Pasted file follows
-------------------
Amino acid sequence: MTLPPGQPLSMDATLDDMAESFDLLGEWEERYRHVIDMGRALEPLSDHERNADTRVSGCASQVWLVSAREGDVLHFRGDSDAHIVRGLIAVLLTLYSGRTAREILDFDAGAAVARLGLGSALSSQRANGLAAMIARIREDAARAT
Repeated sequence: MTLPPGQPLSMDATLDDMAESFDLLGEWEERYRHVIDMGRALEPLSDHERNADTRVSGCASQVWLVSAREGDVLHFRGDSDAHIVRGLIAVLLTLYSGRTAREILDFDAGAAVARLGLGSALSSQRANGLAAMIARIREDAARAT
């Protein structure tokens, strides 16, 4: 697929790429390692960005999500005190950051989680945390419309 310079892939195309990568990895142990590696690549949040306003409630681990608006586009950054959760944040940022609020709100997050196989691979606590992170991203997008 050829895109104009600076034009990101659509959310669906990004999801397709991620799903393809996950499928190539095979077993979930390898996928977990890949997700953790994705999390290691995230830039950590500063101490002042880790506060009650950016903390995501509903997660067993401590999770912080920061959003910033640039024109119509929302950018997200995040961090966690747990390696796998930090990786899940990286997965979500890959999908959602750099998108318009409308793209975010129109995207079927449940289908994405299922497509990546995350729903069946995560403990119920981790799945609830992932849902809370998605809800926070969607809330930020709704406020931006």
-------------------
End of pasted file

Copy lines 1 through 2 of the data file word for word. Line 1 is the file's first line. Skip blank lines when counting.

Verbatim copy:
Amino acid sequence: MTLPPGQPLSMDATLDDMAESFDLLGEWEERYRHVIDMGRALEPLSDHERNADTRVSGCASQVWLVSAREGDVLHFRGDSDAHIVRGLIAVLLTLYSGRTAREILDFDAGAAVARLGLGSALSSQRANGLAAMIARIREDAARAT
Repeated sequence: MTLPPGQPLSMDATLDDMAESFDLLGEWEERYRHVIDMGRALEPLSDHERNADTRVSGCASQVWLVSAREGDVLHFRGDSDAHIVRGLIAVLLTLYSGRTAREILDFDAGAAVARLGLGSALSSQRANGLAAMIARIREDAARAT